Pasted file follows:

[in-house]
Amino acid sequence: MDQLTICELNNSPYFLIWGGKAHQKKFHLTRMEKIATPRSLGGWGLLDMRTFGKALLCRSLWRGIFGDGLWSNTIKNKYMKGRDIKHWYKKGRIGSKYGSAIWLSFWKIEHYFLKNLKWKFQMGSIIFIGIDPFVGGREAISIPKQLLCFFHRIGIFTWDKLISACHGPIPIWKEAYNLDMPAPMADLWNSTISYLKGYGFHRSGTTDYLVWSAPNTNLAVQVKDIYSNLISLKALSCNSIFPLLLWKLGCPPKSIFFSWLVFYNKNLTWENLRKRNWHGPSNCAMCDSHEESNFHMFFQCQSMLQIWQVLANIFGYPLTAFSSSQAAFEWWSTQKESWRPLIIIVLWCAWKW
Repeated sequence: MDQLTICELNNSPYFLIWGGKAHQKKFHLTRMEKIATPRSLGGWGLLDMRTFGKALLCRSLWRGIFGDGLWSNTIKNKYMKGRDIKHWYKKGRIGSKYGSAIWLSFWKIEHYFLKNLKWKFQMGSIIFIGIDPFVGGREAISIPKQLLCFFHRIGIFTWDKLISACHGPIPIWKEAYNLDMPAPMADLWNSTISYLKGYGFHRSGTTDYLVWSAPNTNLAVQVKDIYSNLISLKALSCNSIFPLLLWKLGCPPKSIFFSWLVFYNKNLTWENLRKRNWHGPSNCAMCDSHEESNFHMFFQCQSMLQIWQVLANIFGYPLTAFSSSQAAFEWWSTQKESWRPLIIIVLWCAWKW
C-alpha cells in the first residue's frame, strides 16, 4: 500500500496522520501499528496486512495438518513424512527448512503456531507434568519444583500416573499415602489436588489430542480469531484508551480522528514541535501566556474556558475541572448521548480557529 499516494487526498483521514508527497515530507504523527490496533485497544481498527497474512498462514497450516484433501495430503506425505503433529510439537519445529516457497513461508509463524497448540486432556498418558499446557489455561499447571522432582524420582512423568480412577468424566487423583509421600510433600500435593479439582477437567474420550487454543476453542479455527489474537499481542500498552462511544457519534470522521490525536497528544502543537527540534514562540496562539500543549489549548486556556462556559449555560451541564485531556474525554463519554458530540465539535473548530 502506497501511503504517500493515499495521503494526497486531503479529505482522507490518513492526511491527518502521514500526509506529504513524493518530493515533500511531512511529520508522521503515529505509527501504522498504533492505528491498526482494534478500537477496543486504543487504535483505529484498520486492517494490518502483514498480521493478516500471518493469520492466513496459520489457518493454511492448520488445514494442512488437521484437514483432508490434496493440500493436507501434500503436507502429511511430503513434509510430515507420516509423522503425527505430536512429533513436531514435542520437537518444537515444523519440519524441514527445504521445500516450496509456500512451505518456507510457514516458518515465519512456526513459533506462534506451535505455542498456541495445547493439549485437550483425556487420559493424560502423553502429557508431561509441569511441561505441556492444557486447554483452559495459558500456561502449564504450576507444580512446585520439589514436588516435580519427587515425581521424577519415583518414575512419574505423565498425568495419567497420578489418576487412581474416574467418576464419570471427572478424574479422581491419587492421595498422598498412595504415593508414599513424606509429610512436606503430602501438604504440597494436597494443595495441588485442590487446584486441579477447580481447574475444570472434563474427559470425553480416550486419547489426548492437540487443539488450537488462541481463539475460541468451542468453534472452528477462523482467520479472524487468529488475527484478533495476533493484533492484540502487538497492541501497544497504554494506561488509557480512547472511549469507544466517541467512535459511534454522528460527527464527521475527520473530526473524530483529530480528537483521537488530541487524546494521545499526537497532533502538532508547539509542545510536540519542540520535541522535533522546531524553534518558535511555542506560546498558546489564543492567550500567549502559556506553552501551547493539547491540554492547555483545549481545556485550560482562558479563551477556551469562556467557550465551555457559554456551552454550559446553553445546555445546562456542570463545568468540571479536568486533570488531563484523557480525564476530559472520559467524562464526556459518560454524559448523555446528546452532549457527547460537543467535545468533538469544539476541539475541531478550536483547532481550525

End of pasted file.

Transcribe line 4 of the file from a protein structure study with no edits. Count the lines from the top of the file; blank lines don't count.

C-alpha cells in the first residue's frame, strides 16, 4: 500500500496522520501499528496486512495438518513424512527448512503456531507434568519444583500416573499415602489436588489430542480469531484508551480522528514541535501566556474556558475541572448521548480557529 499516494487526498483521514508527497515530507504523527490496533485497544481498527497474512498462514497450516484433501495430503506425505503433529510439537519445529516457497513461508509463524497448540486432556498418558499446557489455561499447571522432582524420582512423568480412577468424566487423583509421600510433600500435593479439582477437567474420550487454543476453542479455527489474537499481542500498552462511544457519534470522521490525536497528544502543537527540534514562540496562539500543549489549548486556556462556559449555560451541564485531556474525554463519554458530540465539535473548530 502506497501511503504517500493515499495521503494526497486531503479529505482522507490518513492526511491527518502521514500526509506529504513524493518530493515533500511531512511529520508522521503515529505509527501504522498504533492505528491498526482494534478500537477496543486504543487504535483505529484498520486492517494490518502483514498480521493478516500471518493469520492466513496459520489457518493454511492448520488445514494442512488437521484437514483432508490434496493440500493436507501434500503436507502429511511430503513434509510430515507420516509423522503425527505430536512429533513436531514435542520437537518444537515444523519440519524441514527445504521445500516450496509456500512451505518456507510457514516458518515465519512456526513459533506462534506451535505455542498456541495445547493439549485437550483425556487420559493424560502423553502429557508431561509441569511441561505441556492444557486447554483452559495459558500456561502449564504450576507444580512446585520439589514436588516435580519427587515425581521424577519415583518414575512419574505423565498425568495419567497420578489418576487412581474416574467418576464419570471427572478424574479422581491419587492421595498422598498412595504415593508414599513424606509429610512436606503430602501438604504440597494436597494443595495441588485442590487446584486441579477447580481447574475444570472434563474427559470425553480416550486419547489426548492437540487443539488450537488462541481463539475460541468451542468453534472452528477462523482467520479472524487468529488475527484478533495476533493484533492484540502487538497492541501497544497504554494506561488509557480512547472511549469507544466517541467512535459511534454522528460527527464527521475527520473530526473524530483529530480528537483521537488530541487524546494521545499526537497532533502538532508547539509542545510536540519542540520535541522535533522546531524553534518558535511555542506560546498558546489564543492567550500567549502559556506553552501551547493539547491540554492547555483545549481545556485550560482562558479563551477556551469562556467557550465551555457559554456551552454550559446553553445546555445546562456542570463545568468540571479536568486533570488531563484523557480525564476530559472520559467524562464526556459518560454524559448523555446528546452532549457527547460537543467535545468533538469544539476541539475541531478550536483547532481550525